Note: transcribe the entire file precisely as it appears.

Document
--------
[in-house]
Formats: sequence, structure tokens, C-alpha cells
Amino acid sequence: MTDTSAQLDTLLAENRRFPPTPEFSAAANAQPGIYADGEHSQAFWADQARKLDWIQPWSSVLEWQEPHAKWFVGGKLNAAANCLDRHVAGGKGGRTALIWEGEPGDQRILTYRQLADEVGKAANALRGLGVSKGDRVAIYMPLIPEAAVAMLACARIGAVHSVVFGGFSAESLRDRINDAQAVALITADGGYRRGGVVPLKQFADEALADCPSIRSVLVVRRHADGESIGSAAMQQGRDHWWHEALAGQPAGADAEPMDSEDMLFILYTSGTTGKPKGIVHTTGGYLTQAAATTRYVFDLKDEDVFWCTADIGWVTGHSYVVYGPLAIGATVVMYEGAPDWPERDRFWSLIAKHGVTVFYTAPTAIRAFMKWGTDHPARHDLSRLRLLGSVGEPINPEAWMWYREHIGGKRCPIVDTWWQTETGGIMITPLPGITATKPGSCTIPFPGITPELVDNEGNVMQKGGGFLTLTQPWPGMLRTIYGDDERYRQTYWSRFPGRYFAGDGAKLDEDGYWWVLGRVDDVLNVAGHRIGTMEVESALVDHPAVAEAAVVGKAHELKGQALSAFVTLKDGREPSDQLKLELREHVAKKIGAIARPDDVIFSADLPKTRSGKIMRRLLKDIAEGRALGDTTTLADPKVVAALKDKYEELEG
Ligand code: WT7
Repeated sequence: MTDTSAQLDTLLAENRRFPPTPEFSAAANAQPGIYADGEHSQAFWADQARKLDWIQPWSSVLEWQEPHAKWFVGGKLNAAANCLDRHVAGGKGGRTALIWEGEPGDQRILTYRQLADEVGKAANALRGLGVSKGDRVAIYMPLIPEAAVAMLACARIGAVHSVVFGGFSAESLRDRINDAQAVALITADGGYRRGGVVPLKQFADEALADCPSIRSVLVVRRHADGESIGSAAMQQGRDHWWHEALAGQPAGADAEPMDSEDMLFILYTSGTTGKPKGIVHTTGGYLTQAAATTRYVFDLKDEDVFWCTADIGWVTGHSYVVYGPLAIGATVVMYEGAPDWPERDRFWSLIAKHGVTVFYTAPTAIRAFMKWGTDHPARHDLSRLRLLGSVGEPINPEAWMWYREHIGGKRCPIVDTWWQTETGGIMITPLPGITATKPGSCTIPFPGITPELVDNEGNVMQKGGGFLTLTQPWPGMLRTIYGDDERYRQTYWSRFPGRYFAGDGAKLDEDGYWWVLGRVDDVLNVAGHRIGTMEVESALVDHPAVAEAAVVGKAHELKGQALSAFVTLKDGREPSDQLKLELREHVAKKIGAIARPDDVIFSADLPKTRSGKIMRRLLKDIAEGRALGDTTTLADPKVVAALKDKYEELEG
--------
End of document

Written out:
[in-house]
Formats: sequence, structure tokens, C-alpha cells
Amino acid sequence: MTDTSAQLDTLLAENRRFPPTPEFSAAANAQPGIYADGEHSQAFWADQARKLDWIQPWSSVLEWQEPHAKWFVGGKLNAAANCLDRHVAGGKGGRTALIWEGEPGDQRILTYRQLADEVGKAANALRGLGVSKGDRVAIYMPLIPEAAVAMLACARIGAVHSVVFGGFSAESLRDRINDAQAVALITADGGYRRGGVVPLKQFADEALADCPSIRSVLVVRRHADGESIGSAAMQQGRDHWWHEALAGQPAGADAEPMDSEDMLFILYTSGTTGKPKGIVHTTGGYLTQAAATTRYVFDLKDEDVFWCTADIGWVTGHSYVVYGPLAIGATVVMYEGAPDWPERDRFWSLIAKHGVTVFYTAPTAIRAFMKWGTDHPARHDLSRLRLLGSVGEPINPEAWMWYREHIGGKRCPIVDTWWQTETGGIMITPLPGITATKPGSCTIPFPGITPELVDNEGNVMQKGGGFLTLTQPWPGMLRTIYGDDERYRQTYWSRFPGRYFAGDGAKLDEDGYWWVLGRVDDVLNVAGHRIGTMEVESALVDHPAVAEAAVVGKAHELKGQALSAFVTLKDGREPSDQLKLELREHVAKKIGAIARPDDVIFSADLPKTRSGKIMRRLLKDIAEGRALGDTTTLADPKVVAALKDKYEELEG
Ligand code: WT7
Repeated sequence: MTDTSAQLDTLLAENRRFPPTPEFSAAANAQPGIYADGEHSQAFWADQARKLDWIQPWSSVLEWQEPHAKWFVGGKLNAAANCLDRHVAGGKGGRTALIWEGEPGDQRILTYRQLADEVGKAANALRGLGVSKGDRVAIYMPLIPEAAVAMLACARIGAVHSVVFGGFSAESLRDRINDAQAVALITADGGYRRGGVVPLKQFADEALADCPSIRSVLVVRRHADGESIGSAAMQQGRDHWWHEALAGQPAGADAEPMDSEDMLFILYTSGTTGKPKGIVHTTGGYLTQAAATTRYVFDLKDEDVFWCTADIGWVTGHSYVVYGPLAIGATVVMYEGAPDWPERDRFWSLIAKHGVTVFYTAPTAIRAFMKWGTDHPARHDLSRLRLLGSVGEPINPEAWMWYREHIGGKRCPIVDTWWQTETGGIMITPLPGITATKPGSCTIPFPGITPELVDNEGNVMQKGGGFLTLTQPWPGMLRTIYGDDERYRQTYWSRFPGRYFAGDGAKLDEDGYWWVLGRVDDVLNVAGHRIGTMEVESALVDHPAVAEAAVVGKAHELKGQALSAFVTLKDGREPSDQLKLELREHVAKKIGAIARPDDVIFSADLPKTRSGKIMRRLLKDIAEGRALGDTTTLADPKVVAALKDKYEELEG